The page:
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Paleomagnetic Analysis of a Long-Term Sediment Trap, Kooken Cave, Huntingdon County, Pennsylvania, USA

  • Ira D. Sasowsky
  • Rebecca A. Clotts
  • Bryan Crowell
  • Selena M. Walko
  • Edward J. LaRock
  • William Harbert

Abstract

Kooken Cave is an extensive, deep fissure system developed in Ordovician age limestones of the Valley and Ridge physiographic province, Pennsylvania, USA. The cave floods to significant depth each year, due to influent surface waters. The cave drains slowly, and 45 ft (15 m) of clastic sediments fill portions of the cave. The discharge area for groundwater flowing through the cave is unconfirmed, but appears to be the Little Juniata River, which is steeply incised into the limestone upland containing the cave. The lowest deposits in the cave contain clay, sand, and cobbles, which probably limit draining of the cave. The remainder of the sediments are exclusively fine-grained. Twenty-four paleomagnetic samples were collected and analyzed. They all show normal polarity, indicating deposition within the present chron (< 780 ka). Sample pairs show good correlation, indicating that the sediments maintain a good record of paleosecular variation. Declinations are generally eastward of the present-day field, and most inclinations show shallowing. Sediment accumulation rates extrapolated from recent individual floods suggest that the entire sedimentary package could have been deposited within 1,440 years. Expected river incision rates and other geomorphic constraints lead to an age of <320 ka for the cave. It is likely that Kooken Cave has been accumulating allochthonous sediments for 1,000-10,000 years.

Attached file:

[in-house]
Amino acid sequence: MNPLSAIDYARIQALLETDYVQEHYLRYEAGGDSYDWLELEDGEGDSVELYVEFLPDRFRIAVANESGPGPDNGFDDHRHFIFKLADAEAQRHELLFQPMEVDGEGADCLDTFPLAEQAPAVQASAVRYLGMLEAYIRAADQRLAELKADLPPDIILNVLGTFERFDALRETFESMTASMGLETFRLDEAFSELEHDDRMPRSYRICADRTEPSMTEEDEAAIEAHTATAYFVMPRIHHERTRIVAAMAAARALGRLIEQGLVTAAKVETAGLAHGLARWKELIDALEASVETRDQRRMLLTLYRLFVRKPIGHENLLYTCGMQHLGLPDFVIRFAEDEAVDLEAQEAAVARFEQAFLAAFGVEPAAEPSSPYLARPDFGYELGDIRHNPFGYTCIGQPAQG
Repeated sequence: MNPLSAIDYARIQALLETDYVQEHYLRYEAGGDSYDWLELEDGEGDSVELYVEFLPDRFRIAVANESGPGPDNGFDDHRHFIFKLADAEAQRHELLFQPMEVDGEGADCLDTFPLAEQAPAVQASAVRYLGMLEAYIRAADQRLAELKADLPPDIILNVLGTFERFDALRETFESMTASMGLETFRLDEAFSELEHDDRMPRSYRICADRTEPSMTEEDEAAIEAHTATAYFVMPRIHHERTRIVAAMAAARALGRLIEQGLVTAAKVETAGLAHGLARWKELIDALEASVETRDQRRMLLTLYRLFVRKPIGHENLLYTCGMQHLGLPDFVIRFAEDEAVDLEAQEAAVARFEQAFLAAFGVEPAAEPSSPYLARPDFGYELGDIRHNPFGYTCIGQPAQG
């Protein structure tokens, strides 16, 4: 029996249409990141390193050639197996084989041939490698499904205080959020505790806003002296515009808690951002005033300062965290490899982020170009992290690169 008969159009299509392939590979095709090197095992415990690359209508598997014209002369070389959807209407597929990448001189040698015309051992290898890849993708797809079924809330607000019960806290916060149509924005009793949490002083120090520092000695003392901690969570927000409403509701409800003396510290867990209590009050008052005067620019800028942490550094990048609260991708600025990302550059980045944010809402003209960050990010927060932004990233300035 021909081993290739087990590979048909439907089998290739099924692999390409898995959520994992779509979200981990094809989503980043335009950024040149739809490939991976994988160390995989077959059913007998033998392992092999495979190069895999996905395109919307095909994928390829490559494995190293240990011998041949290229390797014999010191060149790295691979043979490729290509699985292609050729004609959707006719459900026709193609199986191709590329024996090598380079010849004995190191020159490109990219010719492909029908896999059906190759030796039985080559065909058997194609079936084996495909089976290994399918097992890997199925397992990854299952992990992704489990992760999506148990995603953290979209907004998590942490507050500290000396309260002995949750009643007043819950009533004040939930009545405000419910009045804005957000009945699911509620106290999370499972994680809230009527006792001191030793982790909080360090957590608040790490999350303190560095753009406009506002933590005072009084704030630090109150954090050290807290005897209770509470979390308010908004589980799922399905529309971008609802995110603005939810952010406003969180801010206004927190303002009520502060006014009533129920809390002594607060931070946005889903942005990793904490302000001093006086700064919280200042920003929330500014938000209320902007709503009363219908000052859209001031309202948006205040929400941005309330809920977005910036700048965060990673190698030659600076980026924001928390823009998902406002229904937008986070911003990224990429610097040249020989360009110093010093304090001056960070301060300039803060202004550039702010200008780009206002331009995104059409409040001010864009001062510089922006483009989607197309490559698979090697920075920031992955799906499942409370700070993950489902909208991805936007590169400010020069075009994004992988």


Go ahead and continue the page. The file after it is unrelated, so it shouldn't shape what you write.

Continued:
Keywords

Normal Polarity Clastic Sediment Sediment Accumulation Rate East Lake Cave Sediment 
These keywords were added by machine and not by the authors. This process is experimental and the keywords may be updated as the learning algorithm improves.

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Copyright information

© Springer Science+Business Media New York 2004

Authors and Affiliations

  • Ira D. Sasowsky
    • 1
  • Rebecca A. Clotts
    • 1
  • Bryan Crowell
    • 2
  • Selena M. Walko
    • 3
  • Edward J. LaRock
    • 4
  • William Harbert
    • 5
  1. 1.Dept. of GeologyUniversity of AkronAkron
  2. 2.Environmental Pollution Control ProgramUniversity Park
  3. 3.Dept. of Earth ResourcesColorado State UniversityFort Collins
  4. 4.Denver
  5. 5.Dept. of Geology & Planetary ScienceUniversity of PittsburghPittsburghUSA

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